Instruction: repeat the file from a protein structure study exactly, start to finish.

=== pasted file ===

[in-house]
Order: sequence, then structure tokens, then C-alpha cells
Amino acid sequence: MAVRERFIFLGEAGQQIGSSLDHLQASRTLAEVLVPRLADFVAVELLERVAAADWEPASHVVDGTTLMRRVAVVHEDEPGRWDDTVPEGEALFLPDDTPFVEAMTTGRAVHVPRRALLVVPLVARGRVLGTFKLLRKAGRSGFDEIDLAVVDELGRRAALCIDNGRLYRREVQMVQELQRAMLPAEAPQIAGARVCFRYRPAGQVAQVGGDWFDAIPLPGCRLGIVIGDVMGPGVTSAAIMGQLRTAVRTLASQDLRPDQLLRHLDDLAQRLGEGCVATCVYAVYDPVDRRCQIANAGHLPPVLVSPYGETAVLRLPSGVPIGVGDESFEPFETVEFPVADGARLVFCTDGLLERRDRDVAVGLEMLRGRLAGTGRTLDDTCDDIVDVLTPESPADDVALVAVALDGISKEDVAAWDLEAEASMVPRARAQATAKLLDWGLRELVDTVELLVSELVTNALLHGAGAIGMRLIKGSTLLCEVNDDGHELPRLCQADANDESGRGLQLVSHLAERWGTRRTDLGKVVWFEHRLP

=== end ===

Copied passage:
[in-house]
Order: sequence, then structure tokens, then C-alpha cells
Amino acid sequence: MAVRERFIFLGEAGQQIGSSLDHLQASRTLAEVLVPRLADFVAVELLERVAAADWEPASHVVDGTTLMRRVAVVHEDEPGRWDDTVPEGEALFLPDDTPFVEAMTTGRAVHVPRRALLVVPLVARGRVLGTFKLLRKAGRSGFDEIDLAVVDELGRRAALCIDNGRLYRREVQMVQELQRAMLPAEAPQIAGARVCFRYRPAGQVAQVGGDWFDAIPLPGCRLGIVIGDVMGPGVTSAAIMGQLRTAVRTLASQDLRPDQLLRHLDDLAQRLGEGCVATCVYAVYDPVDRRCQIANAGHLPPVLVSPYGETAVLRLPSGVPIGVGDESFEPFETVEFPVADGARLVFCTDGLLERRDRDVAVGLEMLRGRLAGTGRTLDDTCDDIVDVLTPESPADDVALVAVALDGISKEDVAAWDLEAEASMVPRARAQATAKLLDWGLRELVDTVELLVSELVTNALLHGAGAIGMRLIKGSTLLCEVNDDGHELPRLCQADANDESGRGLQLVSHLAERWGTRRTDLGKVVWFEHRLP